Francisco Cantú grew up in west Texas, where his mother worked as a park ranger in the Guadalupe Mountains National Park. He is a US citizen, fluent in both Spanish and English.
He studied international relations in Washington DC but wanted to get experience, not just classroom theory, and so he joined the US Border Patrol for four years, 2008 to 2012, rising from field agent to mid-level supervisor.
Most Mexican immigrants used to enter in through cities like San Diego or El Paso, but as their numbers grew, more and more were turned away, and many would risk crossing into US through desert wilderness areas. Often they traveled in groups, guided by professional smugglers who charged large sums, and often left stragglers behind if they became too weak to keep up. Border Patrol agents often had to rescue people who were without water or food, lost in trackless wilderness. But those who were genuine refugees fleeing death threats or gangs back home often had no choice. Border Patrol teams carried food and water, but still took their captives to deportation centers.
Border Patrol trainees are armed and physically fit. Some have had previous police or military training. Of the 49 who enlisted along with Francisco seven failed to qualify. “There are days when I feel I am becoming good at what I do. And then I wonder what it means to be good at this? When they scatter into the brush, and we destroy the water jugs and backpacks of food and clothing they had to leave behind? The idea is to convince them it’s hopeless to go on. But I have dreams of my searching for them and finding them lying face down on the ground, dead on the desert floor.”
Not long after he was allowed to patrol alone at night, he had a call to look for two people wandering around a small village. The whole town was quiet and dark, but he noticed the village church door standing ajar. Investigating, he found a man and woman asleep on a blanket. He awoke them; they were a man and his pregnant wife, who had been unable to keep up with their group. The wife spoke perfect English; she grew up in Iowa, but had gone back to Mexico to take care of her widowed grandmother. “It was my idea to cross,” she said. “We are looking for work. I wanted our child to have a life here, like I did.” Her husband asked if they could just be taken back to the border. “I have to take you in,” I said. “It’s my job.”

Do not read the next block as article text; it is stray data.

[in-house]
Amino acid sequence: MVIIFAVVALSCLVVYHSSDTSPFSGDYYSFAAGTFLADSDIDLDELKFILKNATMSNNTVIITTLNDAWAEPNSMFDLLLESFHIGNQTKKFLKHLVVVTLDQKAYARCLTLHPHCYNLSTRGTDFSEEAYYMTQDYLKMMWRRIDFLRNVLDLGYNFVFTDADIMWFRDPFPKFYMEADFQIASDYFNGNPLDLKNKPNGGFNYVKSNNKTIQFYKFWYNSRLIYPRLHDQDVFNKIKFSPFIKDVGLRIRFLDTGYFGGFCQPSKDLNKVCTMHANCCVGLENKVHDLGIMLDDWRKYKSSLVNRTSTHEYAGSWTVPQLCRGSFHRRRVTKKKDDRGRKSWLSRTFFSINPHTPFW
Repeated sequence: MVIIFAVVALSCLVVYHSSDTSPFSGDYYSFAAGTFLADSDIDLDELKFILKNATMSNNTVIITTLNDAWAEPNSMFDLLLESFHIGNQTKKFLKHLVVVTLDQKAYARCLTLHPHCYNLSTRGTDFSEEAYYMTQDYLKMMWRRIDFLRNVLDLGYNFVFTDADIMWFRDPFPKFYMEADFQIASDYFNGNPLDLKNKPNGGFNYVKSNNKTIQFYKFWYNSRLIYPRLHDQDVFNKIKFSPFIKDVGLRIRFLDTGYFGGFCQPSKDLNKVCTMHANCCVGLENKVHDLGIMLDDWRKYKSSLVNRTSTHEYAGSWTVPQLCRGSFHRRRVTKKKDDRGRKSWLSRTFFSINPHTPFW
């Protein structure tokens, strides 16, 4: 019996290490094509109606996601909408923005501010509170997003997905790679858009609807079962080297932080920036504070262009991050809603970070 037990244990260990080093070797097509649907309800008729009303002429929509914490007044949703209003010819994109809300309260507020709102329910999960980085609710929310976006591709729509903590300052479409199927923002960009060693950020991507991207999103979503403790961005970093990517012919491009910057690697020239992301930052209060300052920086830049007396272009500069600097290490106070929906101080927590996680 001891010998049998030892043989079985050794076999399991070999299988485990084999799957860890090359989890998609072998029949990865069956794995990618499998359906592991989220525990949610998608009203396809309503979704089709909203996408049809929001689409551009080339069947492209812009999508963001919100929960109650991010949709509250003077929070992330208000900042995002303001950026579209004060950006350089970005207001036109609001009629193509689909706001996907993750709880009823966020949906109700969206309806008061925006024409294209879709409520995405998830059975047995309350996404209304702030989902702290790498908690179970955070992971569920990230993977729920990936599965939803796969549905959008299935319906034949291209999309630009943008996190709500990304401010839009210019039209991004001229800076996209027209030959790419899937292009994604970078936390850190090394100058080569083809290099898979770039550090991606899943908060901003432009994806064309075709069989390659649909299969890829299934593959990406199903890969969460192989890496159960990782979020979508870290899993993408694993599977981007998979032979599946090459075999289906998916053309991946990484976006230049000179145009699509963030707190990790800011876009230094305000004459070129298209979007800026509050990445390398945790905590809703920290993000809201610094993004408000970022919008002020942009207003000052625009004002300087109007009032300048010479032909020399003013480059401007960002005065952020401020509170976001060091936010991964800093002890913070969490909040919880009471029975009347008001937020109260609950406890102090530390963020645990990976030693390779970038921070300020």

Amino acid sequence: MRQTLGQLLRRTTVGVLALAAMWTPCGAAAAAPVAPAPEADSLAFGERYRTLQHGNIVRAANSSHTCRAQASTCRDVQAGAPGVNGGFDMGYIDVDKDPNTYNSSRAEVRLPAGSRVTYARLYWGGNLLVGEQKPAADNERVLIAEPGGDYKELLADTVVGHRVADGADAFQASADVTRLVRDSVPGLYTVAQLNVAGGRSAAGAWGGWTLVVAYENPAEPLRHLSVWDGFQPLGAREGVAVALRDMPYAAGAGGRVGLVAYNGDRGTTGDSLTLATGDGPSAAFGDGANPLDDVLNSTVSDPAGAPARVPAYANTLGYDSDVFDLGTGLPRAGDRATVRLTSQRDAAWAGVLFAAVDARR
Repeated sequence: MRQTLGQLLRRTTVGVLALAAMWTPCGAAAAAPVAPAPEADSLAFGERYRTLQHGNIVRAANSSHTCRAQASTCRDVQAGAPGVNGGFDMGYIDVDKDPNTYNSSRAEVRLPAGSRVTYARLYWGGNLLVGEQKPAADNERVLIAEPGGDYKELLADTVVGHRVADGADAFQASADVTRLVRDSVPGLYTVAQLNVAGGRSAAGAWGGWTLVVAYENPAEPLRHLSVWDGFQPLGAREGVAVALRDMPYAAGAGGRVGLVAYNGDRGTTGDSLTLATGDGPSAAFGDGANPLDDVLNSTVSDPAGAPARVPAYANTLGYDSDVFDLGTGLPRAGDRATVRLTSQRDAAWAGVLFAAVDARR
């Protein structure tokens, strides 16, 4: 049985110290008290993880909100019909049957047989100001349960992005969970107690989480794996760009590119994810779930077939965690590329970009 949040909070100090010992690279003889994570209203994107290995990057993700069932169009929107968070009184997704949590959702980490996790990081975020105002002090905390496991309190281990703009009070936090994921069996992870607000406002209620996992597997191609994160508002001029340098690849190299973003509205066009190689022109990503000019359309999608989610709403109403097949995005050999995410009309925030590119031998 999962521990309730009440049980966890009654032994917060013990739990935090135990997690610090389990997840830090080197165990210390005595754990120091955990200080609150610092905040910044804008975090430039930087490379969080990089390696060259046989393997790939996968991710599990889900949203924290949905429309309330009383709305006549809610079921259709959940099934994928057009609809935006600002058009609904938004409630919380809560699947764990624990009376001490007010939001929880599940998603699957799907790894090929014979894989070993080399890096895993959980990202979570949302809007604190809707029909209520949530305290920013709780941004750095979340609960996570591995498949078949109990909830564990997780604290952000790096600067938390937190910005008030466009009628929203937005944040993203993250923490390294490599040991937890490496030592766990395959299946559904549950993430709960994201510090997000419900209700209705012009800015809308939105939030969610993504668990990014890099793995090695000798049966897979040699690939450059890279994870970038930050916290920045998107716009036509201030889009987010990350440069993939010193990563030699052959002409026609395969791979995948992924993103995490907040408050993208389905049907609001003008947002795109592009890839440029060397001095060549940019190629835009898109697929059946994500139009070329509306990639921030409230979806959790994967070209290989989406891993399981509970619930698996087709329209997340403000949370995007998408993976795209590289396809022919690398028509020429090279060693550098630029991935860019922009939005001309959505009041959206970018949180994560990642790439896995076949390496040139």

Months later, six of us were detailed to the new intel center at Tucson. You’ll keep track of significant events from all the stations -- agent-involved shootings, dead bodies, big-time dope siezures, apprehension of known gang and cartel members . . . There’ll be plenty of sector brass moving in and out too, so keep your boots polished and mind your sirs and ma’ams.,”
He writes in a different style, no quotation marks, no chapters, not always translating brief Spanish remarks, but very readable. The book is in three parts: field agent out in the desert along the border; then at sector intelligence in Tucson, and finally working in a small coffee shop in a border town along the Rio Grande after resigning from the Patrol. Sometimes a little disorienting, but always readable, often thought-provoking.
Especially so when he develops a close friendship with an “illegal alien”, who shares the early morning shift at the coffee shop with him, whose three young children are all US citizens, having been born in USA. But Jose and his wife Lupe are both illegals. Jose has gone back to Mexico to see his dying mother and is arrested by the Border Patrol on re-entry. It’s his second offense, and despite many character testimonials he is deported.
Francisco Cantú writes, It’s like I have been circling beneath a giant, my eyes on its foot resting on the ground. But now, I’m starting to crane my head upward, like I’m finally seeing the thing that crushes.
Jose, frantic to see his wife and three boys, crossed the border again several times, was caught and deported. This book does not have a solution to the border crisis, but provides context from which the reader can ponder the problems of hundreds of thousands of people from countries south of the border wanting to cross into USA, for a variety of reasons, some evil but most because of fear, poverty, or desire for a better life.
One fault may lie within us Americans, when we expect that America’s future always proceeds toward improvement. It doesn’t always. Those in Washington, DC who make the decisions sometimes make the wrong ones. So do we ordinary citizens. The author says his book does not try to make sense of the politics or the results; but seeks to be literature for the soul. A book well-worth reading.